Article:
The Saturday after Thanksgiving was a day full of warm sun and clear blue skies. And the worst day I’ve had in a long time.
Shortly after noon, I walked out of a building, turned the corner onto a shaded sidewalk, and unsuspectingly stepped on a thin piece of ice. I was down before I knew what had happened. Fell backward and hit the back of my head on the concrete.
I did not blackout, which is good. But I did go to the ER the next morning to get checked out. The doc suggested a CT scan, which fortunately ruled out a skull fracture and internal bleeding. I was incredibly lucky. Two weeks later, my hairdresser told me about a friend of his—a 53-year-old woman (exactly my age) who was taking some medication that periodically made her lightheaded when she stood up. She had fallen at home and hit her head on a tile floor. She was not so lucky. Brain bleed. Emergency surgery.
When I was in my 30s and 40s, I wasn’t so worried about falling. Of course, I didn’t want to fall, and falls where you hit your head, even at a young age, are good to avoid. But now after 50, it’s more daunting. And if you’re female and past menopause you have the added risk of fractures.
According to the CDC, one in four adults over 65 falls each year in the United States. About 36 million falls are reported among this age group each year, resulting in 32,000 deaths. One out of every five falls causes an injury. And more than 95% of hip fractures are caused by falling. Not surprisingly—due to bone loss after menopause—¾ of all hip fractures are in women.
So, what can you do to be proactive?
There are lots of common tips for fall prevention which I’ll list for you below. But my number one tip is usually not found on these lists.
I was with a long-time student and friend of mine the other day who is in her early 80s. I told her about my recent fall. She mentioned it was a struggle to stay present and focused when she walked—even though she realized how important it is to do so to prevent falls. Her observation is my number one tip. Practice mindful movement. Just be present with yourself when you’re moving. Try to avoid distractions.
Try walking period. Not walking and texting. Or walking and checking email. Or scrolling social media. Or mentally planning your to-do list. Give yourself permission to simply enjoy walking. Wherever you are.
Balance starts to decline as early as your 40s. One reason is that as you age, your reaction time is not as quick. You trip on something, and you can’t recover in time to re-establish your balance. If you’re present in what you’re doing you can look out and see what’s coming up—so you can avoid obstacles, slow down, or speed up as necessary. And if you start practicing a bit of mindful movement when you’re younger then it becomes more of a habit as you age—when it is more and more important. You get good at what you practice.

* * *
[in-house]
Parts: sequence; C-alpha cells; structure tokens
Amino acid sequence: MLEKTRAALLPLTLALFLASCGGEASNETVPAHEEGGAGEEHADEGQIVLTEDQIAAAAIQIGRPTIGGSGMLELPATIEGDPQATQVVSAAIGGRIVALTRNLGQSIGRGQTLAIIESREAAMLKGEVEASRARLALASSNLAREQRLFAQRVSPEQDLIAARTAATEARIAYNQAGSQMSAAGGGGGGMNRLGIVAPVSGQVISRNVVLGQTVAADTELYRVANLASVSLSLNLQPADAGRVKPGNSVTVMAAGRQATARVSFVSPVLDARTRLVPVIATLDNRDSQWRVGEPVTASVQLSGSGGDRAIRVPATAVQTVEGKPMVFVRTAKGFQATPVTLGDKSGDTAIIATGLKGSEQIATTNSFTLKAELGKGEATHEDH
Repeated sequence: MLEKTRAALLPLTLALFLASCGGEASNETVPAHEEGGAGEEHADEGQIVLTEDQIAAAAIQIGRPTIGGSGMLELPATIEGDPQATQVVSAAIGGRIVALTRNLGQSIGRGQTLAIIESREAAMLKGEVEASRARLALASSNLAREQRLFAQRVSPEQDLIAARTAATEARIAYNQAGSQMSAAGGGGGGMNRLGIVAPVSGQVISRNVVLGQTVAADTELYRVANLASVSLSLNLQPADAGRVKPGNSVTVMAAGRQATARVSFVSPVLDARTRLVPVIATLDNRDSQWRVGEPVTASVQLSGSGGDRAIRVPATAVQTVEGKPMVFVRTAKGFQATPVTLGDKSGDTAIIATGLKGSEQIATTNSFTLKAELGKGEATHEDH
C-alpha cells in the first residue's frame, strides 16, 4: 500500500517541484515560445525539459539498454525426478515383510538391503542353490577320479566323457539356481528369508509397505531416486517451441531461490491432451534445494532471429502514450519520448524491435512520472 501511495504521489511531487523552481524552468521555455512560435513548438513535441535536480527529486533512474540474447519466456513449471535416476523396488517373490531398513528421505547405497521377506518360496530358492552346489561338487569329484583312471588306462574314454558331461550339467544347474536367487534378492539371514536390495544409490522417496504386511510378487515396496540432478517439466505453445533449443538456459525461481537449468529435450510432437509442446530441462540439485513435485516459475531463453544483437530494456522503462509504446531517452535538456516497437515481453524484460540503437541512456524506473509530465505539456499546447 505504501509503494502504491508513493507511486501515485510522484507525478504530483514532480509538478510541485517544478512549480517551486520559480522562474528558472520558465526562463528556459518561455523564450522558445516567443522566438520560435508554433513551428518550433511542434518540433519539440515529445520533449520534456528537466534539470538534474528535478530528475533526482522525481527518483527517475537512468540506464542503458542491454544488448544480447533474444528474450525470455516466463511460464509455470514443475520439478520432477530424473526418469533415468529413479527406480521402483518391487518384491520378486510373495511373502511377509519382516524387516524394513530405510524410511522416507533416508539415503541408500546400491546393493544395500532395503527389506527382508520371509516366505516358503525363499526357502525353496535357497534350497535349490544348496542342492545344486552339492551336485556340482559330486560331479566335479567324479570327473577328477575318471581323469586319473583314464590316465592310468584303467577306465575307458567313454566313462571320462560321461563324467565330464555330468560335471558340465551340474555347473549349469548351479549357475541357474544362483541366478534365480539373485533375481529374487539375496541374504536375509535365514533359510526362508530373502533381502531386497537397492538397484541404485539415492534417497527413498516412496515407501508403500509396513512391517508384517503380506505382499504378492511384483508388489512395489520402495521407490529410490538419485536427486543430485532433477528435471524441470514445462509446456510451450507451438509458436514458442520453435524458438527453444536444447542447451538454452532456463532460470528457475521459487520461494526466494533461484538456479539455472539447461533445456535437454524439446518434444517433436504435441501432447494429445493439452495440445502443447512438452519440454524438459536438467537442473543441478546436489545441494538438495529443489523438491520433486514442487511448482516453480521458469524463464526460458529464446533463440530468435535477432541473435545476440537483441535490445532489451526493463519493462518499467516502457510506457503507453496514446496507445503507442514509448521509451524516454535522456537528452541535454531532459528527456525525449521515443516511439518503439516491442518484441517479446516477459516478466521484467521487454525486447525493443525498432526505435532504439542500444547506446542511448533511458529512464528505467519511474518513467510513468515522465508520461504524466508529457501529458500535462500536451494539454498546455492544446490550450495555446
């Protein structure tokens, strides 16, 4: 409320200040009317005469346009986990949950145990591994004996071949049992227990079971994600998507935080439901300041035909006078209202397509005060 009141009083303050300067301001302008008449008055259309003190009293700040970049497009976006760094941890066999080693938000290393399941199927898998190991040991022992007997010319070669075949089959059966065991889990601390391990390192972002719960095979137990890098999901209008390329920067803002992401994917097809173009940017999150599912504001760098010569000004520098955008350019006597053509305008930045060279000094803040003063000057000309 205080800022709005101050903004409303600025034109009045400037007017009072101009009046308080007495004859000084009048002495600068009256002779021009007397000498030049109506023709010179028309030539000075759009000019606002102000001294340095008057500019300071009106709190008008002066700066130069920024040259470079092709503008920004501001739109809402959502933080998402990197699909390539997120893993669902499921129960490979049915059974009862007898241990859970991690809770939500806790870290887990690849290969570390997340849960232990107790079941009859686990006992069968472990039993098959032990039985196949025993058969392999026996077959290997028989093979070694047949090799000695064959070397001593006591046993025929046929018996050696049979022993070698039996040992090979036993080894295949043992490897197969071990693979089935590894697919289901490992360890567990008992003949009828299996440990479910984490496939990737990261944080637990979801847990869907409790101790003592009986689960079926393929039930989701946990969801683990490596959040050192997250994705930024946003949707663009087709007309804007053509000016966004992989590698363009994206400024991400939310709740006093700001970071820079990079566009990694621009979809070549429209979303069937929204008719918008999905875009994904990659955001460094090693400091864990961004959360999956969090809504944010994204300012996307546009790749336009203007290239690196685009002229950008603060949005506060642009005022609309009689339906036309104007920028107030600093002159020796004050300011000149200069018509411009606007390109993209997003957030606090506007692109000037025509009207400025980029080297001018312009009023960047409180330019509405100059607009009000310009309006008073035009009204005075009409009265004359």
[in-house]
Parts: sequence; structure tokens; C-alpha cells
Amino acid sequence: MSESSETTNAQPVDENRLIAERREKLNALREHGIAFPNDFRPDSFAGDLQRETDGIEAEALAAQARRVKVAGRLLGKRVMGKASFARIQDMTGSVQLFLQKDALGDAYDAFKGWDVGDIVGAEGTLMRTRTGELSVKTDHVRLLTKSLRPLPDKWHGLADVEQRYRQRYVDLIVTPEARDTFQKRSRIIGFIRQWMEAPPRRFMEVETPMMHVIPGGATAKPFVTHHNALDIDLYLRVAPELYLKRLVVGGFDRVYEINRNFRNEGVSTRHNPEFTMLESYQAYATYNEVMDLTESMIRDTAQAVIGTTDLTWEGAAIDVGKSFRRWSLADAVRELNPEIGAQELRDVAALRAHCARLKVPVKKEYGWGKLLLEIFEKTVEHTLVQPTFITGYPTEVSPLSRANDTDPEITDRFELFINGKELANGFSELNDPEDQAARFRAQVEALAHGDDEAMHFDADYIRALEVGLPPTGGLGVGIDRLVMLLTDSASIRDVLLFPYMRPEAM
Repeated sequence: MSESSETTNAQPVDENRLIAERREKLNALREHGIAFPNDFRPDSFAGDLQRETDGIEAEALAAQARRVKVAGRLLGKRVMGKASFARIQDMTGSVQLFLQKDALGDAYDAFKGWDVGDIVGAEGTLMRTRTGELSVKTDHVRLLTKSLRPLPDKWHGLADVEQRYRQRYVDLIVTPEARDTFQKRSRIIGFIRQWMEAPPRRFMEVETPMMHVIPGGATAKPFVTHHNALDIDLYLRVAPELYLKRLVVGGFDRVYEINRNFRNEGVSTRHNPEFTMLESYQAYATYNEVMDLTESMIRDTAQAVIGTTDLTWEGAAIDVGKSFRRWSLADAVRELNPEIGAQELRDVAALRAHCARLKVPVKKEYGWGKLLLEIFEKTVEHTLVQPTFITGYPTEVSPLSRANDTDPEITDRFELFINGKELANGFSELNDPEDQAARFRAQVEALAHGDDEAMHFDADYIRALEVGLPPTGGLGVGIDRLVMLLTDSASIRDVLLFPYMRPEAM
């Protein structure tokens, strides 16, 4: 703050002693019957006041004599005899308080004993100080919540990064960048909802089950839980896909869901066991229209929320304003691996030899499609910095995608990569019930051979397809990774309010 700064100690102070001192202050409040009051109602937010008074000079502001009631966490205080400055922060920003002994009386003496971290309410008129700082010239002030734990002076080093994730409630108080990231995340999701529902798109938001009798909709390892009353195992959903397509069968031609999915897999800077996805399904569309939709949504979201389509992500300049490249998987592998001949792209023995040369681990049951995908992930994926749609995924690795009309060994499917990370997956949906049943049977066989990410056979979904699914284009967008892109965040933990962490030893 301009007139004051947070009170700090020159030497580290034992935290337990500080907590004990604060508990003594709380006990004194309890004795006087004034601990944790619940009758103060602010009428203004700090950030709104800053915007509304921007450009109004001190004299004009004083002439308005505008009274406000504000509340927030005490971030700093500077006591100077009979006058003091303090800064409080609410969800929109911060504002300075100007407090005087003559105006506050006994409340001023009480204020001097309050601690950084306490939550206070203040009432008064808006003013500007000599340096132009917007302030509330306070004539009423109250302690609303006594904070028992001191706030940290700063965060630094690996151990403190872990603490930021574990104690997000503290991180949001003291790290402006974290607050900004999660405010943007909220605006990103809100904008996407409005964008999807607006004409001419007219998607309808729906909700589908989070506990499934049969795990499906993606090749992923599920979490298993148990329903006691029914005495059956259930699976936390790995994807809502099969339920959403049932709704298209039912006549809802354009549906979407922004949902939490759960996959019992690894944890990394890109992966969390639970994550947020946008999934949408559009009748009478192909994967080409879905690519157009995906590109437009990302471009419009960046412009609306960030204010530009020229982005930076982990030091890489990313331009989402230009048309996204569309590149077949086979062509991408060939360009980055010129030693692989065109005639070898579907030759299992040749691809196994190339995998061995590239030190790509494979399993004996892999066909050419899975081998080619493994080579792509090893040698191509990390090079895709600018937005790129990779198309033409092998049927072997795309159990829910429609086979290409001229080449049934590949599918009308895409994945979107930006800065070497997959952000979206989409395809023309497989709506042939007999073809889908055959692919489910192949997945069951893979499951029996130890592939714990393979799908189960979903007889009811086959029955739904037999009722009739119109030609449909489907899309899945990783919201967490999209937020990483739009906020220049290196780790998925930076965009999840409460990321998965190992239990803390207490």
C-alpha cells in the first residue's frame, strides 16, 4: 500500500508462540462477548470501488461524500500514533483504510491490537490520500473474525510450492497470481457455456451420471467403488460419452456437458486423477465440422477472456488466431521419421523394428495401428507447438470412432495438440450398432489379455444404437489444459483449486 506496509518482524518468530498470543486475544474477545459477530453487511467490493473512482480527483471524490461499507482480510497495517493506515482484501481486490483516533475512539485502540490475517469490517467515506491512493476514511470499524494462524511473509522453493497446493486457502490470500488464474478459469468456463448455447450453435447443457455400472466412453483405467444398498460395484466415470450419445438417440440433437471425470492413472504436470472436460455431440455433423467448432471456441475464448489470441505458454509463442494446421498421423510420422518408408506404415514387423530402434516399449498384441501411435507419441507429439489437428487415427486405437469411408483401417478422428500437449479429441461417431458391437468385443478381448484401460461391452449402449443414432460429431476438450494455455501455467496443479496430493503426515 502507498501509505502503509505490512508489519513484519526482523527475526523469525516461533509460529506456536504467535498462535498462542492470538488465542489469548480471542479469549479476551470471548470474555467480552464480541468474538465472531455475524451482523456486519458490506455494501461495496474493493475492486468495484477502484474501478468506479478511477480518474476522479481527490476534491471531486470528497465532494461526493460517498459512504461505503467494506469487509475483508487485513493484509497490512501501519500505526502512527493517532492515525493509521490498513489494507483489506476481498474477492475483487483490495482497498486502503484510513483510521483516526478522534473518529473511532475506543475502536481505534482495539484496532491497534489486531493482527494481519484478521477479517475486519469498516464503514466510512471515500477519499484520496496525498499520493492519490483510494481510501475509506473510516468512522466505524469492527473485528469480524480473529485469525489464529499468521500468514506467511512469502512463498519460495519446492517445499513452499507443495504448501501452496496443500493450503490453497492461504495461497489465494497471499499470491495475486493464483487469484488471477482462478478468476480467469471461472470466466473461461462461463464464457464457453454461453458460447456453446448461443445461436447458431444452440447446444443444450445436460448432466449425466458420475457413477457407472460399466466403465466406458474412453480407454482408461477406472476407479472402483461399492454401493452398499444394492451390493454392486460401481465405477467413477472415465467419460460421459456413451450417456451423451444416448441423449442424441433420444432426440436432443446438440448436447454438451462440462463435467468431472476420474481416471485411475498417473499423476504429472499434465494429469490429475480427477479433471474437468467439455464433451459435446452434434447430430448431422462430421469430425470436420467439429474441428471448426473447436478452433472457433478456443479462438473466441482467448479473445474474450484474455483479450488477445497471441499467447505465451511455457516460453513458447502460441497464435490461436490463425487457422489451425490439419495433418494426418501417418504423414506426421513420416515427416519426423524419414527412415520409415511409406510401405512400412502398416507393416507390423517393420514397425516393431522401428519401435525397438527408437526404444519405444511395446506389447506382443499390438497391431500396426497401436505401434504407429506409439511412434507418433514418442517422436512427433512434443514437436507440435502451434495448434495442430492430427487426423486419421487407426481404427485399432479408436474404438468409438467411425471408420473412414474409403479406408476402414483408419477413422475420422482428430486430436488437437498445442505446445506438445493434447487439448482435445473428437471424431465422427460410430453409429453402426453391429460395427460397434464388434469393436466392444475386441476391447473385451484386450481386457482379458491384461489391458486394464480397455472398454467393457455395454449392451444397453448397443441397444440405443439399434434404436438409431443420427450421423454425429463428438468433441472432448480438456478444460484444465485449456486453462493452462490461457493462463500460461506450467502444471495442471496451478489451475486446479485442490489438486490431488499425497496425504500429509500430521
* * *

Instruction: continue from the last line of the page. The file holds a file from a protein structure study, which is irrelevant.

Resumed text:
Besides this number one tip here are a few more common tips—
- Walk in well-lit areas. Your sense of sight is incredibly important for balance. Always turn the light on if you get up at night. If you walk in the dark, you’re severely hampering yourself. If you go for walks out of doors when it’s getting dark or dark outside, get a headlamp. A worthwhile investment.
- Keep things picked up off the floor at home. Need I say more? (And as you get older, rethink the throw rugs or at least secure them to the floor.)
- As you get older it may be something to boast about that you can still stand on one leg to put your pants on. But there is no shame in sitting down to put your pants on. Especially if you’ve got socks on already and are standing on a wooden floor 😊
- Keep your feet under you when you walk, especially in the winter. Do you walk throwing your feet out in front of you? It’s a good recipe for slipping and falling. If it’s slick outside, keep your feet right under you.
- Wear good shoes with good treads. What you put on your feet is important. Dress for the weather. A few years ago, I invested in Kahtoola nanospikes that slip over my sneakers. Fantastic.
- Get your eyes checked regularly.
- Be aware of how medications you take may affect you. Realize the way medicines work in your body may change as you get older.
Here’s to aging gracefully. And to staying on your feet!